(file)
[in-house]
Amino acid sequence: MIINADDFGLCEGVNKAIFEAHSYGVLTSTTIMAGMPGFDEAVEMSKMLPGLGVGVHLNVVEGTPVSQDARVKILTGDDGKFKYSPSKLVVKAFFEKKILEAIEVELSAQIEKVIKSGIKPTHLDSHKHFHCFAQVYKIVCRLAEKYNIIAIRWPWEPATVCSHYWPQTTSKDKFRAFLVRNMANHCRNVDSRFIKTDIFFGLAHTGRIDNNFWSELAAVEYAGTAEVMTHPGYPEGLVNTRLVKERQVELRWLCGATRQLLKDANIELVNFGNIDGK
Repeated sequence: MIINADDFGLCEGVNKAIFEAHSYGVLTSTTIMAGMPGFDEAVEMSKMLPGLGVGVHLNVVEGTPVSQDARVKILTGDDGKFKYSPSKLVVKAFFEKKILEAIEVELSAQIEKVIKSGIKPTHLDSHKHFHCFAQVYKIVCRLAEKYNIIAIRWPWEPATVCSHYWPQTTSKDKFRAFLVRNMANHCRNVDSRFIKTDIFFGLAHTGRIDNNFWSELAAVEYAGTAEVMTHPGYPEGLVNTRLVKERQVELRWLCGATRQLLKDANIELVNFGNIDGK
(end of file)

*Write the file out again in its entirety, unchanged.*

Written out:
[in-house]
Amino acid sequence: MIINADDFGLCEGVNKAIFEAHSYGVLTSTTIMAGMPGFDEAVEMSKMLPGLGVGVHLNVVEGTPVSQDARVKILTGDDGKFKYSPSKLVVKAFFEKKILEAIEVELSAQIEKVIKSGIKPTHLDSHKHFHCFAQVYKIVCRLAEKYNIIAIRWPWEPATVCSHYWPQTTSKDKFRAFLVRNMANHCRNVDSRFIKTDIFFGLAHTGRIDNNFWSELAAVEYAGTAEVMTHPGYPEGLVNTRLVKERQVELRWLCGATRQLLKDANIELVNFGNIDGK
Repeated sequence: MIINADDFGLCEGVNKAIFEAHSYGVLTSTTIMAGMPGFDEAVEMSKMLPGLGVGVHLNVVEGTPVSQDARVKILTGDDGKFKYSPSKLVVKAFFEKKILEAIEVELSAQIEKVIKSGIKPTHLDSHKHFHCFAQVYKIVCRLAEKYNIIAIRWPWEPATVCSHYWPQTTSKDKFRAFLVRNMANHCRNVDSRFIKTDIFFGLAHTGRIDNNFWSELAAVEYAGTAEVMTHPGYPEGLVNTRLVKERQVELRWLCGATRQLLKDANIELVNFGNIDGK